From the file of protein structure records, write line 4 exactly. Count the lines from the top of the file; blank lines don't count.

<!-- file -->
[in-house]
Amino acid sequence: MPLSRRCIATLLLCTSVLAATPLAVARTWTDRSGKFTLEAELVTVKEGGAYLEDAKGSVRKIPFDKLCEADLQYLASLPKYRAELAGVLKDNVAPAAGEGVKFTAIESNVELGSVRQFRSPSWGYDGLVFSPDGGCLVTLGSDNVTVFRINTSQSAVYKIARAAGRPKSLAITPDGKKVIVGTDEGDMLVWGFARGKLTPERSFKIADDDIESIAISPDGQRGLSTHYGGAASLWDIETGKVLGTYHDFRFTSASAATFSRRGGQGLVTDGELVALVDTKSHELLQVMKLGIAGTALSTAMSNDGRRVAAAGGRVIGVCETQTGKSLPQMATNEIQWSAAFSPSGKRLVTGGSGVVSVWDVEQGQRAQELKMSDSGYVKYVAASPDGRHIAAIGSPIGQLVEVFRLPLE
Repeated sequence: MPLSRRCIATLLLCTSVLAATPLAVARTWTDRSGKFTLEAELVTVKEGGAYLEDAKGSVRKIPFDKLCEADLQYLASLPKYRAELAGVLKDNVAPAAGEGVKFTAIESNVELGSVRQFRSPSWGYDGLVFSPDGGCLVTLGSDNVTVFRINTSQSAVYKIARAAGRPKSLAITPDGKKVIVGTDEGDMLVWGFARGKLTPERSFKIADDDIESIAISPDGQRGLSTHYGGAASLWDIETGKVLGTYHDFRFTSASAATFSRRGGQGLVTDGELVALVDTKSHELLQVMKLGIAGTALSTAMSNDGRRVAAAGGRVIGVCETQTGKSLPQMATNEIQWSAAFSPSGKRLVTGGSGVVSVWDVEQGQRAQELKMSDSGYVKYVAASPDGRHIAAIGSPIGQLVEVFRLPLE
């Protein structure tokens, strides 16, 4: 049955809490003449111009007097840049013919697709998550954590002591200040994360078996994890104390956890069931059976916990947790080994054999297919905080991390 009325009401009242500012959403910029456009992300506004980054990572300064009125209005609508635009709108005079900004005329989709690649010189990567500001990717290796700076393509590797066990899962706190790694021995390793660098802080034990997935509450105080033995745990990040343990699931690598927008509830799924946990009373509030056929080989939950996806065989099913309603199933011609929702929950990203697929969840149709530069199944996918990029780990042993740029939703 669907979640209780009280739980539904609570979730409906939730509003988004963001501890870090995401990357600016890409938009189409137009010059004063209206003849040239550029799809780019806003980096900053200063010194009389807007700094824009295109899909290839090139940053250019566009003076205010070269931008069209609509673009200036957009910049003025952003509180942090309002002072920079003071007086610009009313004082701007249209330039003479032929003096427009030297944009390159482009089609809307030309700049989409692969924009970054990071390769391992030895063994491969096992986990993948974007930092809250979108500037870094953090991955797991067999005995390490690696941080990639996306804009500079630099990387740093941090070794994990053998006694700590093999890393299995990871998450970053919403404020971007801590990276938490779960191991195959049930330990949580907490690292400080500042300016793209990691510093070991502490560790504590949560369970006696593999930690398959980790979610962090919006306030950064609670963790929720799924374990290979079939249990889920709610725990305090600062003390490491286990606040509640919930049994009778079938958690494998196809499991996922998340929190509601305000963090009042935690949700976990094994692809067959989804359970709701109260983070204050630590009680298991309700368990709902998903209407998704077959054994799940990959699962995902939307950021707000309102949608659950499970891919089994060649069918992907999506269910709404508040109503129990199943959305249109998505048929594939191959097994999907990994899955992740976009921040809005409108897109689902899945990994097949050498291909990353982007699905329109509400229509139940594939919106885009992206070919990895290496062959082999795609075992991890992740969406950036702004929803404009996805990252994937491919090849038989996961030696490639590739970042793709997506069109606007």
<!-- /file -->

């Protein structure tokens, strides 16, 4: 049955809490003449111009007097840049013919697709998550954590002591200040994360078996994890104390956890069931059976916990947790080994054999297919905080991390 009325009401009242500012959403910029456009992300506004980054990572300064009125209005609508635009709108005079900004005329989709690649010189990567500001990717290796700076393509590797066990899962706190790694021995390793660098802080034990997935509450105080033995745990990040343990699931690598927008509830799924946990009373509030056929080989939950996806065989099913309603199933011609929702929950990203697929969840149709530069199944996918990029780990042993740029939703 669907979640209780009280739980539904609570979730409906939730509003988004963001501890870090995401990357600016890409938009189409137009010059004063209206003849040239550029799809780019806003980096900053200063010194009389807007700094824009295109899909290839090139940053250019566009003076205010070269931008069209609509673009200036957009910049003025952003509180942090309002002072920079003071007086610009009313004082701007249209330039003479032929003096427009030297944009390159482009089609809307030309700049989409692969924009970054990071390769391992030895063994491969096992986990993948974007930092809250979108500037870094953090991955797991067999005995390490690696941080990639996306804009500079630099990387740093941090070794994990053998006694700590093999890393299995990871998450970053919403404020971007801590990276938490779960191991195959049930330990949580907490690292400080500042300016793209990691510093070991502490560790504590949560369970006696593999930690398959980790979610962090919006306030950064609670963790929720799924374990290979079939249990889920709610725990305090600062003390490491286990606040509640919930049994009778079938958690494998196809499991996922998340929190509601305000963090009042935690949700976990094994692809067959989804359970709701109260983070204050630590009680298991309700368990709902998903209407998704077959054994799940990959699962995902939307950021707000309102949608659950499970891919089994060649069918992907999506269910709404508040109503129990199943959305249109998505048929594939191959097994999907990994899955992740976009921040809005409108897109689902899945990994097949050498291909990353982007699905329109509400229509139940594939919106885009992206070919990895290496062959082999795609075992991890992740969406950036702004929803404009996805990252994937491919090849038989996961030696490639590739970042793709997506069109606007």